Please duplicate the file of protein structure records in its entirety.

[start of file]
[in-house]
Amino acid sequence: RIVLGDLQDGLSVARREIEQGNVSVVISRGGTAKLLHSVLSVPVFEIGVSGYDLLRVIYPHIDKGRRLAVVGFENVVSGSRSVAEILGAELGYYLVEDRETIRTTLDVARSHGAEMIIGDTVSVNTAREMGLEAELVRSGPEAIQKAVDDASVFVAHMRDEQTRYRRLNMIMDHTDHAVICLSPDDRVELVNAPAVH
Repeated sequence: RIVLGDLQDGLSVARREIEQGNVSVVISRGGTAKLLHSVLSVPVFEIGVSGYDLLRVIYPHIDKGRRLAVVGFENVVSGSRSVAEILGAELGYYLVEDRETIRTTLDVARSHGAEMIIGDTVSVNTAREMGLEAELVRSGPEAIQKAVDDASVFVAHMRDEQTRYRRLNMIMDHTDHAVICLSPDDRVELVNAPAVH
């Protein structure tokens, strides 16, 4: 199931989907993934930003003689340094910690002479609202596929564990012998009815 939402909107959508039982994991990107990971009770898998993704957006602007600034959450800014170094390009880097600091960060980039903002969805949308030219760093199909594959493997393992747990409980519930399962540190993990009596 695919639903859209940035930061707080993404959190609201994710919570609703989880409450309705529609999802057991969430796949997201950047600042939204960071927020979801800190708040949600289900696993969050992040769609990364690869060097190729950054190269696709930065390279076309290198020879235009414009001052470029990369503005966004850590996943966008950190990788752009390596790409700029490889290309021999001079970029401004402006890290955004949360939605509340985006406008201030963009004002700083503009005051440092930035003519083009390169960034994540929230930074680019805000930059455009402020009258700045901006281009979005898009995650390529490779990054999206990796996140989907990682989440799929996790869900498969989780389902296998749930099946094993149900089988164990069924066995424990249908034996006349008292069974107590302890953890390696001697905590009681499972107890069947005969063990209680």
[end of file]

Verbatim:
[in-house]
Amino acid sequence: RIVLGDLQDGLSVARREIEQGNVSVVISRGGTAKLLHSVLSVPVFEIGVSGYDLLRVIYPHIDKGRRLAVVGFENVVSGSRSVAEILGAELGYYLVEDRETIRTTLDVARSHGAEMIIGDTVSVNTAREMGLEAELVRSGPEAIQKAVDDASVFVAHMRDEQTRYRRLNMIMDHTDHAVICLSPDDRVELVNAPAVH
Repeated sequence: RIVLGDLQDGLSVARREIEQGNVSVVISRGGTAKLLHSVLSVPVFEIGVSGYDLLRVIYPHIDKGRRLAVVGFENVVSGSRSVAEILGAELGYYLVEDRETIRTTLDVARSHGAEMIIGDTVSVNTAREMGLEAELVRSGPEAIQKAVDDASVFVAHMRDEQTRYRRLNMIMDHTDHAVICLSPDDRVELVNAPAVH
């Protein structure tokens, strides 16, 4: 199931989907993934930003003689340094910690002479609202596929564990012998009815 939402909107959508039982994991990107990971009770898998993704957006602007600034959450800014170094390009880097600091960060980039903002969805949308030219760093199909594959493997393992747990409980519930399962540190993990009596 695919639903859209940035930061707080993404959190609201994710919570609703989880409450309705529609999802057991969430796949997201950047600042939204960071927020979801800190708040949600289900696993969050992040769609990364690869060097190729950054190269696709930065390279076309290198020879235009414009001052470029990369503005966004850590996943966008950190990788752009390596790409700029490889290309021999001079970029401004402006890290955004949360939605509340985006406008201030963009004002700083503009005051440092930035003519083009390169960034994540929230930074680019805000930059455009402020009258700045901006281009979005898009995650390529490779990054999206990796996140989907990682989440799929996790869900498969989780389902296998749930099946094993149900089988164990069924066995424990249908034996006349008292069974107590302890953890390696001697905590009681499972107890069947005969063990209680």